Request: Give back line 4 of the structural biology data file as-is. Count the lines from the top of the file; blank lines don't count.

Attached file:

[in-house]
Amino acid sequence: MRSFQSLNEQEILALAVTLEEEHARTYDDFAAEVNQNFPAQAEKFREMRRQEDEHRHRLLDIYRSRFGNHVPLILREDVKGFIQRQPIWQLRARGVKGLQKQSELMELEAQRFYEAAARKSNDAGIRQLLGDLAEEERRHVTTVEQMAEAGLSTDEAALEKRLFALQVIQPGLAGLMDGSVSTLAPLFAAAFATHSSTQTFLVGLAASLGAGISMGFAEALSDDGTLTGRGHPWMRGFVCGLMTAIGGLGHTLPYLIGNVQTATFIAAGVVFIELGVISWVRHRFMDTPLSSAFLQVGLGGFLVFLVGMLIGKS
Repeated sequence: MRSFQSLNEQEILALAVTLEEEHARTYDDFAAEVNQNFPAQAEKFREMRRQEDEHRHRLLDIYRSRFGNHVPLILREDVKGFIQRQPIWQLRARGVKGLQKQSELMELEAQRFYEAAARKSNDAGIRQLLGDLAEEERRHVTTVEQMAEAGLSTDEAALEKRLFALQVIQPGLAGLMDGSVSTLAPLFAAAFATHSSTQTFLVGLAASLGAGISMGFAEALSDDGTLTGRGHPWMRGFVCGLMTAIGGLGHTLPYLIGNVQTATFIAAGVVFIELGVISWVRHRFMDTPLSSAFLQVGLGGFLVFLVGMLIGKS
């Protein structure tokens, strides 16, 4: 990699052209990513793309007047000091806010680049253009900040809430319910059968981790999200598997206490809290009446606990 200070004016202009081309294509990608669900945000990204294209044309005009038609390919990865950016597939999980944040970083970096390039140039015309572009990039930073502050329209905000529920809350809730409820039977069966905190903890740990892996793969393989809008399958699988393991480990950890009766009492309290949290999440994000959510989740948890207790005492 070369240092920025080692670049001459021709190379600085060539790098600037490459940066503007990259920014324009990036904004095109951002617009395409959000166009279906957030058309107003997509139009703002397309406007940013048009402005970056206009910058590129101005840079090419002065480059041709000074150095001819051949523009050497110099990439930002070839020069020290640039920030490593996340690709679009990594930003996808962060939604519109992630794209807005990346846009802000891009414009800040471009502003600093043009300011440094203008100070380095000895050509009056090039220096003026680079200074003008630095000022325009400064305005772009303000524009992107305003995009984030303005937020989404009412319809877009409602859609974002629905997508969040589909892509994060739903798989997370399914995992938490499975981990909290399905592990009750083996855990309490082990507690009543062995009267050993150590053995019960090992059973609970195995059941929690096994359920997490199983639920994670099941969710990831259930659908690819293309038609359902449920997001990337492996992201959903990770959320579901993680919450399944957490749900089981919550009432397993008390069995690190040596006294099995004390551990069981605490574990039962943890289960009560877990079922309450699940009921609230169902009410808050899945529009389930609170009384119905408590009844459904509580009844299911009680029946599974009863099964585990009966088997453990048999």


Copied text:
């Protein structure tokens, strides 16, 4: 990699052209990513793309007047000091806010680049253009900040809430319910059968981790999200598997206490809290009446606990 200070004016202009081309294509990608669900945000990204294209044309005009038609390919990865950016597939999980944040970083970096390039140039015309572009990039930073502050329209905000529920809350809730409820039977069966905190903890740990892996793969393989809008399958699988393991480990950890009766009492309290949290999440994000959510989740948890207790005492 070369240092920025080692670049001459021709190379600085060539790098600037490459940066503007990259920014324009990036904004095109951002617009395409959000166009279906957030058309107003997509139009703002397309406007940013048009402005970056206009910058590129101005840079090419002065480059041709000074150095001819051949523009050497110099990439930002070839020069020290640039920030490593996340690709679009990594930003996808962060939604519109992630794209807005990346846009802000891009414009800040471009502003600093043009300011440094203008100070380095000895050509009056090039220096003026680079200074003008630095000022325009400064305005772009303000524009992107305003995009984030303005937020989404009412319809877009409602859609974002629905997508969040589909892509994060739903798989997370399914995992938490499975981990909290399905592990009750083996855990309490082990507690009543062995009267050993150590053995019960090992059973609970195995059941929690096994359920997490199983639920994670099941969710990831259930659908690819293309038609359902449920997001990337492996992201959903990770959320579901993680919450399944957490749900089981919550009432397993008390069995690190040596006294099995004390551990069981605490574990039962943890289960009560877990079922309450699940009921609230169902009410808050899945529009389930609170009384119905408590009844459904509580009844299911009680029946599974009863099964585990009966088997453990048999």